Amaterasu wept so much that her tears flowed into the blood around her sister. Even when Wakahirume’s body was called away to Yomi, Amaterasu’s tears continued. It felt as though the ache in her heart would never heal. She walked the palace, wringing her hands and wondering what she might have changed to have stopped Susanoo, but she knew there was no answer to that question.
The darkness of her anguish washed over her each day when she woke and dragged her into its embrace with a stronger grip as time passed. Soon Amaterasu could no longer bear to be in the presence of others. All she wanted was for quiet and stillness to live out her days with no reminders of her brother’s scourge or her sister’s fate.
Amaterasu went to a nearby mountain and found a cave that would surround her with its solid walls and tranquility. As she stepped into the cavern the world grew dark. For Amaterasu was the source of all light and without her there could be no brightness.
But the world could not continue without this goddess of light. Without Amaterasu the plants could not grow, the people became weak and the very rhythm of life began to come undone. The other gods and goddesses grew both concerned and then alarmed with good reason for they knew the power of Amaterasu’s gift and how it kept all connected. If they did not call their sister from the cave soon, the world would fall apart.
Many went to the cave entrance to call to Amaterasu but she would not leave. Her grief was still so strong, that sometimes she could not even hear their pleas. So they sought counsel with Omoikane, the god of wisdom to create a plan to save their sister and return light to the world.
Omoikane knew that to lure his sister from her solitude it would take the combined love of their entire pantheon of deities. So he set about creating the grandest ritual that they had ever taken in part in. Omoikane called all eight hundred of their celestial family to gather upon the mountainside.
The ritual began as Omoikane placed a sacred mirror that he had created just outside the cave’s entrance. He then summoned Ame-No-Uzume, the goddess of the dawn and celebrations to dance.
This she did, beginning with slow, flowing movements. Her silk robes woven by Wakahirume rippled and billowed with each step of her feet and every gesture of her arms.
Then Ame-No-Uzume began to move quicker, replacing the graceful sweeps of her limbs with strong, forceful movements that quickened each second. She pulled at the belt that held her robes in place and the garment opened up, revealing her breasts and womanhood for all to see.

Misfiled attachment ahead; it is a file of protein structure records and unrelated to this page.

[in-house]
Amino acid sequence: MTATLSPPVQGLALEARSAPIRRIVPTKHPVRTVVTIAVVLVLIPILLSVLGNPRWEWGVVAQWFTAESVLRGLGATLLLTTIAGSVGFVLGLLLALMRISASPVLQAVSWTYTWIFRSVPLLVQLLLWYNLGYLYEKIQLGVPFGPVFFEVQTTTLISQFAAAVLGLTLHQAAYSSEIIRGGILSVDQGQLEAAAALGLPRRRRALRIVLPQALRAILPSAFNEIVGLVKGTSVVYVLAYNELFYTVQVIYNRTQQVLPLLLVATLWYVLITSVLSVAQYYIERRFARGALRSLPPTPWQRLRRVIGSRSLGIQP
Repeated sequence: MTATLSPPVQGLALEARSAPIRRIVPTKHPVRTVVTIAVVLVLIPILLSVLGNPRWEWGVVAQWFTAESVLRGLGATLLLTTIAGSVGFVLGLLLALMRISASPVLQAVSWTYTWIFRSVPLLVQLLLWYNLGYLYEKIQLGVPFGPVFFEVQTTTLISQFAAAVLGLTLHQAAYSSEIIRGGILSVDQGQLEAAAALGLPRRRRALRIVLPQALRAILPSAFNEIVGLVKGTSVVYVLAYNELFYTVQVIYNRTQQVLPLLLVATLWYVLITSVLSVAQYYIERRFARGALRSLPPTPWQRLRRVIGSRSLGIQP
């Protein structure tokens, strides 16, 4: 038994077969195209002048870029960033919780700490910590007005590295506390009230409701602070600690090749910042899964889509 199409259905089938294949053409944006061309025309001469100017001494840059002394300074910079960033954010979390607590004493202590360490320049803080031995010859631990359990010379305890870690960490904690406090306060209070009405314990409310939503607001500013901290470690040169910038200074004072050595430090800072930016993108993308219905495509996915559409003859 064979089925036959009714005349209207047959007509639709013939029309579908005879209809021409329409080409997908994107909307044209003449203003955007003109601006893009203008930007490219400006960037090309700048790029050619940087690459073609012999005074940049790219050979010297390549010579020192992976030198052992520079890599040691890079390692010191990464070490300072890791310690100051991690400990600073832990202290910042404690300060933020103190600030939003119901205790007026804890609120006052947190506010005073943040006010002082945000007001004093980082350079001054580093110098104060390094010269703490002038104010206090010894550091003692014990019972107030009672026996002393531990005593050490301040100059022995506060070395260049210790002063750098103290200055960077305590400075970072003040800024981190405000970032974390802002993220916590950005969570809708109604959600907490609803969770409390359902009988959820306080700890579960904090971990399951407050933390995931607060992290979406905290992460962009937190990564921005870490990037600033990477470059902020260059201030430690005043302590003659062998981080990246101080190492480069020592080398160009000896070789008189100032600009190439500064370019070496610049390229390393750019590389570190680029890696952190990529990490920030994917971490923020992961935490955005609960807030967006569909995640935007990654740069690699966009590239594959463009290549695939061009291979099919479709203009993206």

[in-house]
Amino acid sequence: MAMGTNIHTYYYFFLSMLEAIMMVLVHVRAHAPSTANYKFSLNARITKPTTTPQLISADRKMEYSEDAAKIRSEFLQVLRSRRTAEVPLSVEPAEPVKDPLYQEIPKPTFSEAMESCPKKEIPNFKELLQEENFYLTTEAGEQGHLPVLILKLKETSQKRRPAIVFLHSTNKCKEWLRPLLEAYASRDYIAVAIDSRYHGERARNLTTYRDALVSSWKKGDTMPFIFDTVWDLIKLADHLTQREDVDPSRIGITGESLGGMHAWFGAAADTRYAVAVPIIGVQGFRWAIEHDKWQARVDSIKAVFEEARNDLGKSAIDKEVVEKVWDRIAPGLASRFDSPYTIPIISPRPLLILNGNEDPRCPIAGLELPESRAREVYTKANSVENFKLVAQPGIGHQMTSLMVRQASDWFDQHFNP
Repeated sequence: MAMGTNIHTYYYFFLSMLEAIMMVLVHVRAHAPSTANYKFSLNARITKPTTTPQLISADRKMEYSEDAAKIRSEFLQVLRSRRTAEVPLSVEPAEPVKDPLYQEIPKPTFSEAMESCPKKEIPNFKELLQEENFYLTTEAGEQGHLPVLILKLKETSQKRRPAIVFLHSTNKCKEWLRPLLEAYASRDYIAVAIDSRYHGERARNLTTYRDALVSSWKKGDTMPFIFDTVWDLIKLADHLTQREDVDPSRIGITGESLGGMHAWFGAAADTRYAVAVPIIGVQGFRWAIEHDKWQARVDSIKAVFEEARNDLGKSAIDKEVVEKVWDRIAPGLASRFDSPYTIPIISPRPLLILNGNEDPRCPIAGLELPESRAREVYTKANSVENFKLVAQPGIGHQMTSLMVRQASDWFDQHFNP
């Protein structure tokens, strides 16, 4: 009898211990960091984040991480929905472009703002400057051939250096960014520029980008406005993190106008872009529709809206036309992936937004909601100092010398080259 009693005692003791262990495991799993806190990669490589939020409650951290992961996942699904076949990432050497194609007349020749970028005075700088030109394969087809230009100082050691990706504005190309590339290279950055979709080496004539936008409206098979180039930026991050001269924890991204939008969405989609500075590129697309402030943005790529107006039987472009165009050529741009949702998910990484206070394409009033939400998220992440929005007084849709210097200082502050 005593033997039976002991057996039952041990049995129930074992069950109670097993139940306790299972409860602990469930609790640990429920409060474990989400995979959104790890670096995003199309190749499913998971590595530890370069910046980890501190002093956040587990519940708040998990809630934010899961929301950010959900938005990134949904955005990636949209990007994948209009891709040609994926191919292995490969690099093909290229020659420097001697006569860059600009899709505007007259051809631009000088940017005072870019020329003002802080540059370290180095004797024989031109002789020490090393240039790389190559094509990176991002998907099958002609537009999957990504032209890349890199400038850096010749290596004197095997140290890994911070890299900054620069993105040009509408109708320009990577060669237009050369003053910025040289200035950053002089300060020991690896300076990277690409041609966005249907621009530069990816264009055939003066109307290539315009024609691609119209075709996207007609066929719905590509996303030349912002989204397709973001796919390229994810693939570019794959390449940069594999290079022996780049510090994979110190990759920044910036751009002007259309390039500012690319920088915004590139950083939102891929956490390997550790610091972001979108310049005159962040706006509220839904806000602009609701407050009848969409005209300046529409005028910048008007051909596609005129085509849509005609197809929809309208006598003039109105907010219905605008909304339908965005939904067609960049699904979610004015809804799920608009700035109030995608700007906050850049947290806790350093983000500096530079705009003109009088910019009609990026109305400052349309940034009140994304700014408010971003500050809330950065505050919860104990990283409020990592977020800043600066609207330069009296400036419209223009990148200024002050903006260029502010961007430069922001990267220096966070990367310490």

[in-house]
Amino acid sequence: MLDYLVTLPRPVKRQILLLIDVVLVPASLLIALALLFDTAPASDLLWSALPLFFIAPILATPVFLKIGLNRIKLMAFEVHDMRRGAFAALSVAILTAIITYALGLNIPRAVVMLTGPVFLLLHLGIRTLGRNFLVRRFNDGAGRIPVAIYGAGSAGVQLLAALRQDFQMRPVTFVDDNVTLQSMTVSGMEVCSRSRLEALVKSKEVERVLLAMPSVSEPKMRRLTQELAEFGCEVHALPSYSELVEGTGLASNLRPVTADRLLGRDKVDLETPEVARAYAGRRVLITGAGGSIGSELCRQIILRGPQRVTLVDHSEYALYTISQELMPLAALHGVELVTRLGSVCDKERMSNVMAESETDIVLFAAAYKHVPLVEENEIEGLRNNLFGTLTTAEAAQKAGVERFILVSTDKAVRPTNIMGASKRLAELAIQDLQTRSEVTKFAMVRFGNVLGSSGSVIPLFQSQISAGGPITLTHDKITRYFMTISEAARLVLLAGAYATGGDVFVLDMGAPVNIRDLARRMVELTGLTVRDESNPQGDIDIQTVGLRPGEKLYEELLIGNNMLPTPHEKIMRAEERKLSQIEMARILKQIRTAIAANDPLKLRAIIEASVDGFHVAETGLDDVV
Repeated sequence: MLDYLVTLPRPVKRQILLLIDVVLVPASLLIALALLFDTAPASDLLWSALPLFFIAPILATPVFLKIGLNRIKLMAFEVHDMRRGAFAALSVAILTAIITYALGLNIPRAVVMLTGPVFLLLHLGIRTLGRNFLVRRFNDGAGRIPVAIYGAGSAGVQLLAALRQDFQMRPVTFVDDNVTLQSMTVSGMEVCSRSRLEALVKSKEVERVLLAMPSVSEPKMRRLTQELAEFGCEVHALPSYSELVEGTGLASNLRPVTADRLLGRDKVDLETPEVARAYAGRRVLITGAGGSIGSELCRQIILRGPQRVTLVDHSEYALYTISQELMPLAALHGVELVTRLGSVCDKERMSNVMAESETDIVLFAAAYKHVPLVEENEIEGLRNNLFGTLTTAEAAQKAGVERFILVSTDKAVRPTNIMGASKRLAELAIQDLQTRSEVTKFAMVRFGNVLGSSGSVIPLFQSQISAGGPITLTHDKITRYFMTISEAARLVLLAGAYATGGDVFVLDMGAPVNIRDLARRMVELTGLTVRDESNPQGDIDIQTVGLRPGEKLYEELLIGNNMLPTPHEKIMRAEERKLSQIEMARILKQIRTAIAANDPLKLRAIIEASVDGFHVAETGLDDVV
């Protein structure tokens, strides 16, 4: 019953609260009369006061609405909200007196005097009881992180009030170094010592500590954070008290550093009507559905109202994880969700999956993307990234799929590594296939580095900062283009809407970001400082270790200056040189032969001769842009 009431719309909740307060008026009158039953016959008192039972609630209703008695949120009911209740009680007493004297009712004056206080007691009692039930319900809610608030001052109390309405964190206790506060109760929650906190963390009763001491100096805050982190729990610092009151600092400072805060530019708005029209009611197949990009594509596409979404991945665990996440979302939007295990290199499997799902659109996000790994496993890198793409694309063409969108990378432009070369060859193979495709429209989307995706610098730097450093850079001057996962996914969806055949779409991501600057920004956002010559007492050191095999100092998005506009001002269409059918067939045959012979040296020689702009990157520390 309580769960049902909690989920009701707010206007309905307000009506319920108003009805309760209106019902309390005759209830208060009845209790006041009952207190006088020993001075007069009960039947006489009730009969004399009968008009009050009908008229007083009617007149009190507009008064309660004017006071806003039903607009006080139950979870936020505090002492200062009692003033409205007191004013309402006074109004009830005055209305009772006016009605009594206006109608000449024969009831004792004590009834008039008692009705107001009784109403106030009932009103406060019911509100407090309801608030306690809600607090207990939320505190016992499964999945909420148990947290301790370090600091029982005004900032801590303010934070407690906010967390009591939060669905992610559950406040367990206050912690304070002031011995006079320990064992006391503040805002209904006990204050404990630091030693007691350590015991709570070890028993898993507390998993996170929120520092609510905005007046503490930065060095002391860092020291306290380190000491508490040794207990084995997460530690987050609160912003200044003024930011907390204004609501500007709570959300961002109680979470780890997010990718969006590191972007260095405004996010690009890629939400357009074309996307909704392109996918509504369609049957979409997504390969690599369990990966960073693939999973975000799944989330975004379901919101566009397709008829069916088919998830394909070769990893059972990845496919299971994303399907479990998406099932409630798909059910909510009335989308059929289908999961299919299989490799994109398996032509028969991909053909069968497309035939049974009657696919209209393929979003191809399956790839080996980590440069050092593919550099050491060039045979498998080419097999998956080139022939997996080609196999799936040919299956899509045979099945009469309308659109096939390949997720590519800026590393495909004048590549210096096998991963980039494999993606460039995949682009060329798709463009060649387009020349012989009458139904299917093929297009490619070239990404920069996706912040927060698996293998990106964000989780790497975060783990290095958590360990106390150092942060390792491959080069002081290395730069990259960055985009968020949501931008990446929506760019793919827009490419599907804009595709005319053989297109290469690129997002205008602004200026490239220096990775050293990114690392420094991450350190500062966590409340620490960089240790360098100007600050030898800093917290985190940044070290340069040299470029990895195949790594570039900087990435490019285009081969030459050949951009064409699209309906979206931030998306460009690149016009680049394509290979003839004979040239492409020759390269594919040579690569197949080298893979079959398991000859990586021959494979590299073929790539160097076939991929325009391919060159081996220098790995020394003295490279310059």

The rest of the deities cheered and hollered as this happened. To see Ame-No-Uzume this way reminded them all of the beauty and sacred feminine energy they were trying to save. Ame-No-Uzume feeling her actions to be endorsed became even more frenetic, in turn causing the heavenly family to cheer and laugh even louder.
Such was the noise that not even Amaterasu’s grief could hide it. She looked to the opening of the cave, wondering who was making such a commotion….and why.
Amaterasu slowly walked along the edge of the cave, keeping one hand upon the stone wall as though to ask her hermitage to keep her safe. When she was near the opening she cried out,
“Who is there? What is happening?”
Omoikane smiled as he heard her voice. “Oh dear sister, you must come and see. There is the most beautiful and powerful goddess that has ever existed.”
Amaterasu’s curiosity overcame all else she was feeling. She stepped from the cave and, just as Omoikane had planned, the first thing she saw was herself in the sacred mirror that he placed there. Amaterasu stood in awe, for as she looked at herself, she did indeed see the most beautiful and powerful goddess who existed.
While she stood transfixed, her light once more grew strong and pulsed out to the world, waking the plants and beings back into their natural rhythms.
Omoikane nodded to two of his brothers. One stepped forward and gently wrapped his arm about Amaterasu’s waist guiding her to step clear of the cave entrance. Whilst behind them another brother pushed a stone across the cave entrance closing it forever.
Amaterasu was now returned to the world and here she would stay.
She slowly turned to see her family gathered upon the mountainside. Ame-No-Uzume was still dancing and now twirled before her. The warmth of the light now returning to the world danced with her sister and the shadows upon the ground made it seem as though there was another being dancing. Another being that would not have existed without her light.
Ame-No-Uzume held her hand out to Amaterasu, inviting her to join her frolic. As their hands embraced, Ame-No-Uzume slowed her movements so that Amaterasu could ease into her own flow.
Together they bent and straightened, turned and stepped; their arms rising and falling. Slowly Amaterasu began to smile.
Light and shadow.
Day and night.
Tranquillity and turmoil.
Life and death.
Celebration and grief.
Such was the dance of life and she was grateful to be called back into its rhythm.